tells the board of supervisors that ha
doubts the power of the state tax com
mission as a final court in tax mat
ters, and suggested that the super
visors might alter the commission's
figures. Master said: "1 do not believe
the state tax commissioners or any
court in tho country can compel you
to spread a tax roll which you honest
ly believe to be too high, when you
have taken an oath to assess prop
erly and spread the roll according to
your best judgment of the true value
Saginaw, Mich., Oct. 17. Nearly $2.
000.000 has been added to the tax
roll In Saginaw by the state tax com
mission, on real estate alone. The su
pervisor from liuena Vista says that
lots In improved grounds near the city
limits are assessed twice as much as
lots Inside the limits which are im
proved, and that the action of the com
mission in this regard is unjust.
THEY'RE BRIGHT OUT THERE
Can't Very Well Learn Anything from Cs
About Political Skulldug
gery. San Juan. P. It., Oct. 17. The elec
tion registrations have been a com
plete farce. The Federals were shut
out In a majority of the precincts of
the islands, due to an order of the
executive council placing a majority of
Republicans on each board. At Viques
eight insular policemen guarded the
booth, no Federals were admitted, and
none register d. In many towns there
have been no Federal registrations, and
in consequence In several towns in ad
dition to Cayey the Federals formally
retired from the elections.
In order to remedy this the super
visor of, elections allowed an extra
registration day Wednesday, but with
thv same result. Although instructions
were wired to all the precincts to pro
tect the rights of the Federals they
were nifortuly disregarded. Wherever
Federals " attempted to register there
was more or less disorder. Shooting
affairs occurred at Aguadilla. Corozal.
Vieques and Maya guess. Some persons
were wound"d, but there were no fa
talities. Wholesale nrrests of Federals
were made and thousands of protests
and charges have la-en filed.
HIGHER PRICE FOR COAL
Instead of Checking Orders the Stove Has
Increased the Demand in
Terre Haute, Ind., Oct. 17. The ad
vance In the price of Indiana bitumin
ous coal at the mines which went into
effect Wednesday Instead of checking
the orders for it increased the demand.
The price of block coal was advanced
even more than the advance on bitu
minous coal announced Wednesday.
The price at the mines -was lifted from
$2.50 to $3.10 and to Chicago purchas
ers it was raised ;to $4.
The latter discrimination is said to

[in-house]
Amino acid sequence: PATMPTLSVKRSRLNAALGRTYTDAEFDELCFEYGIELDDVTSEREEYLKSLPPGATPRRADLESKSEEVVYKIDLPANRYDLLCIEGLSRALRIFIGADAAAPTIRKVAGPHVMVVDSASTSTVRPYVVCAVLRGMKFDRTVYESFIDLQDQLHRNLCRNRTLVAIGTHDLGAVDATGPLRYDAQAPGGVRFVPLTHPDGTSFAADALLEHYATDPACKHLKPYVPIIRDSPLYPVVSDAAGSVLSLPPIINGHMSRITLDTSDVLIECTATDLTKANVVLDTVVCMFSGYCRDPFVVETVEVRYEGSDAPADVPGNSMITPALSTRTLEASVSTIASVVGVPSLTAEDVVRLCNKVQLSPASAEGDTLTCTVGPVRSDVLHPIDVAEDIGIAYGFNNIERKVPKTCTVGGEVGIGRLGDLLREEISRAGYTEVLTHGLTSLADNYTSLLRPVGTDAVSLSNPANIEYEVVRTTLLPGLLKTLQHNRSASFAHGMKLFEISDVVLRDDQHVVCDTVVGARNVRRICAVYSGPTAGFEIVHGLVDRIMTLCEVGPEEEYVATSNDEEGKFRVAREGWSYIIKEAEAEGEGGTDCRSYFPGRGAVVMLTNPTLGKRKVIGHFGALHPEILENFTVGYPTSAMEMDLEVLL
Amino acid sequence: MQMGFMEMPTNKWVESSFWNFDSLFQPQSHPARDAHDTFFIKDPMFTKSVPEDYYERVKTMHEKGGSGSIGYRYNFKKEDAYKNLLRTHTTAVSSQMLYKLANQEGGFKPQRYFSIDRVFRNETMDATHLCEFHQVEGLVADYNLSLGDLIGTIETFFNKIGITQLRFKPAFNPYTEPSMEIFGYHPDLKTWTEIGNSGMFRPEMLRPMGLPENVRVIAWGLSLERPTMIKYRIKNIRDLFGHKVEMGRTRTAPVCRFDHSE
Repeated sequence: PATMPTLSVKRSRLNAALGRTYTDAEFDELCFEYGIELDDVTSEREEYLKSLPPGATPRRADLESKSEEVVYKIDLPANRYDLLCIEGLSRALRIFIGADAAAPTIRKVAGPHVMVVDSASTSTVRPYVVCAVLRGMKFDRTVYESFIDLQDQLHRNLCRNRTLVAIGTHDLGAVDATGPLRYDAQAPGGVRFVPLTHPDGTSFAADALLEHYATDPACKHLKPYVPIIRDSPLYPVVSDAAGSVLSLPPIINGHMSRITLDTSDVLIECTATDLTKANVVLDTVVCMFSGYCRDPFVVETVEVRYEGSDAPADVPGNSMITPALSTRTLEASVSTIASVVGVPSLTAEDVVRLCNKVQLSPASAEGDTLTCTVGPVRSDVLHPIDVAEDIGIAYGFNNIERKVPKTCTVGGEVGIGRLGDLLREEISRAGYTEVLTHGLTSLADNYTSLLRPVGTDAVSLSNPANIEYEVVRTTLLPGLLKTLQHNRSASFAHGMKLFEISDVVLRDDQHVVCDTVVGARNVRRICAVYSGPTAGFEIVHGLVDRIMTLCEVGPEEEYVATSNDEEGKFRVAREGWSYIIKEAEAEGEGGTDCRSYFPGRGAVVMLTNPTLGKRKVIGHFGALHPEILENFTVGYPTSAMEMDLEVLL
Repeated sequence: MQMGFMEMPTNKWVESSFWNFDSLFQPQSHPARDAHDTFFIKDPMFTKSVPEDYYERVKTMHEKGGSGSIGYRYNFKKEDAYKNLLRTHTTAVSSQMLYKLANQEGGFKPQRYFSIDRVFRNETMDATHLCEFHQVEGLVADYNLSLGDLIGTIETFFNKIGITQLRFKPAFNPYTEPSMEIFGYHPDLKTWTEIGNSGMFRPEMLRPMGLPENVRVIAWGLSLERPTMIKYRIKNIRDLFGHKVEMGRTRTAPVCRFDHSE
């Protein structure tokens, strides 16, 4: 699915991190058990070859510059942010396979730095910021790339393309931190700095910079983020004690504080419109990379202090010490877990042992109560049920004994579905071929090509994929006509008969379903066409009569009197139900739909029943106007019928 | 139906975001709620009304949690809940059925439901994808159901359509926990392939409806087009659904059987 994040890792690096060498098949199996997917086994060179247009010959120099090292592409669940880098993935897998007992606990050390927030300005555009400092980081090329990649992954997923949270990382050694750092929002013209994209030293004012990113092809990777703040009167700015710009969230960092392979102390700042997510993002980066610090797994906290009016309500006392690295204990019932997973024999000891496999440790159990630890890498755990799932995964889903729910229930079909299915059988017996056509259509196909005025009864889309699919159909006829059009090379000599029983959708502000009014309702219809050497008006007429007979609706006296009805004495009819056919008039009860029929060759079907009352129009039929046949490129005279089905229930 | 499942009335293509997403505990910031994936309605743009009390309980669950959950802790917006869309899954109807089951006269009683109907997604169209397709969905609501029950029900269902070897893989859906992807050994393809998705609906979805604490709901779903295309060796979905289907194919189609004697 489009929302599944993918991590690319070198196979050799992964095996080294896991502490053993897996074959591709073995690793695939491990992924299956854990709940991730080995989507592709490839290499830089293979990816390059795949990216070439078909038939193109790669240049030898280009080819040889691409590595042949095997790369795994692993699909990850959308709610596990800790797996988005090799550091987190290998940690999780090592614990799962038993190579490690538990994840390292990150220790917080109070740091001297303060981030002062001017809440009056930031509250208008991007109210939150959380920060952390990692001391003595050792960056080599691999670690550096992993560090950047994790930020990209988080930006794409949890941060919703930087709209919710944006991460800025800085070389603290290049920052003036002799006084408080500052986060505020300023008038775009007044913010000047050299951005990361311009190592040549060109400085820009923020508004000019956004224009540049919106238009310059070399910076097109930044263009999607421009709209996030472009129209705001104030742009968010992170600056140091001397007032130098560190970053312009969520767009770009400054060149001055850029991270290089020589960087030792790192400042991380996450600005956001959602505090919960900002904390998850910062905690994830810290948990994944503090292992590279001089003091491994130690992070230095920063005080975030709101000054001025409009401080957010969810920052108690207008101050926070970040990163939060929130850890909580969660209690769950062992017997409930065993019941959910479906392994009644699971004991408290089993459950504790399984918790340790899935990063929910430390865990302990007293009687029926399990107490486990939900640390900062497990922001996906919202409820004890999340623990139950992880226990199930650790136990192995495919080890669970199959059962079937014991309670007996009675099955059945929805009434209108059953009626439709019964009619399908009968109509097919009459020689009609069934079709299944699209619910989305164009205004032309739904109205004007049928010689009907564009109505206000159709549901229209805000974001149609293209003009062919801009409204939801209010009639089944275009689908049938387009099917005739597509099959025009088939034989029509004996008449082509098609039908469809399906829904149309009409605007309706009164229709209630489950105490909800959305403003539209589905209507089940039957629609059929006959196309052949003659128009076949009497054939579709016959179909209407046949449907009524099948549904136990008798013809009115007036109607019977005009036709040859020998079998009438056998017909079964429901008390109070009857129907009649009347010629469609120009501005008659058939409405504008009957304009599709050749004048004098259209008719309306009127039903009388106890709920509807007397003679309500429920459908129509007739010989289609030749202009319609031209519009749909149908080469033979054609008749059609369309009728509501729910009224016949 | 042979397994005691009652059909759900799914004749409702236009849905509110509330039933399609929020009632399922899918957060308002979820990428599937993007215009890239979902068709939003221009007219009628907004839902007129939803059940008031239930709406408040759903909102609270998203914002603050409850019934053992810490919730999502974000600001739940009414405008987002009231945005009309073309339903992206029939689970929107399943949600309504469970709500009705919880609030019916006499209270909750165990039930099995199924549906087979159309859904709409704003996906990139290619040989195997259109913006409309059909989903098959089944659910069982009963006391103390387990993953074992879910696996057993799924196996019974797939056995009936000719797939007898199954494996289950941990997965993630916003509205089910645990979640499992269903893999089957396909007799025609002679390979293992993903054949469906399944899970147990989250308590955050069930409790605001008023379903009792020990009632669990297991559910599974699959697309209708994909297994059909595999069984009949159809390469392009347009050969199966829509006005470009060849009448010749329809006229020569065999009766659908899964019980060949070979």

have been made Ik-oiiuso Chicago job
Ikts were selling to the markets in the
northwest at a price based on $4 at
the mines. Wednesday there was a
weakeidng on this Chicago price, and
the indications are that it will be
placed at S3.."M) or $4 in Chicago, the
freight being 70 cents.
Peary Loses Three Toes.
Philadelphia, Oct. 17. Friends ot
Commander Peary a re anxious over his
condition. Ever since his return from
the Arctic he has suffered iutensely
from frost-bitten feet. The toes of
both feet were repeatedly frozen and
not properly attended to. Peary ar
rived here with Mrs. Peary on Mon
day, and was taken at omv to Dr. W.
W. Keen's private hospital. It is said
that one of the great toes and two
of the small ones were amputated. It
is feared a further operation may be
Streak of Crime In the llreed.
Flttsburg. Fa., Oct. 17. James
Cawley. the elder brother of Charles,
the young inventor who is charged
with killing his mother, brother and
two sisters last Friday, while insane
from overwork, was held for court yes
terday on a charge of highway rol-
bery. With two companions, it is al
leged, he held up two men In the Bal
timore and Ohio railroad yards, and
in trying to escape one of the victims
was struck and killed by a shifting en
gine. Aectdently Shot and Killed.
Decatur, Ills., Oct. 17. Will G. Pur
due, aged 17. and a hotel clerk, was
accidentally shot and killed by Hamil
ton Sutherland, son of the president ot
the Green River Asphalt onipany.
Sutherland In-fore retiring handed his
revolver to the clerk to keep for the
night and it was accidentally dis
charged. Sutherland is from St. Louis
and Furdue from Champaign.
was failure' to ship in the time speci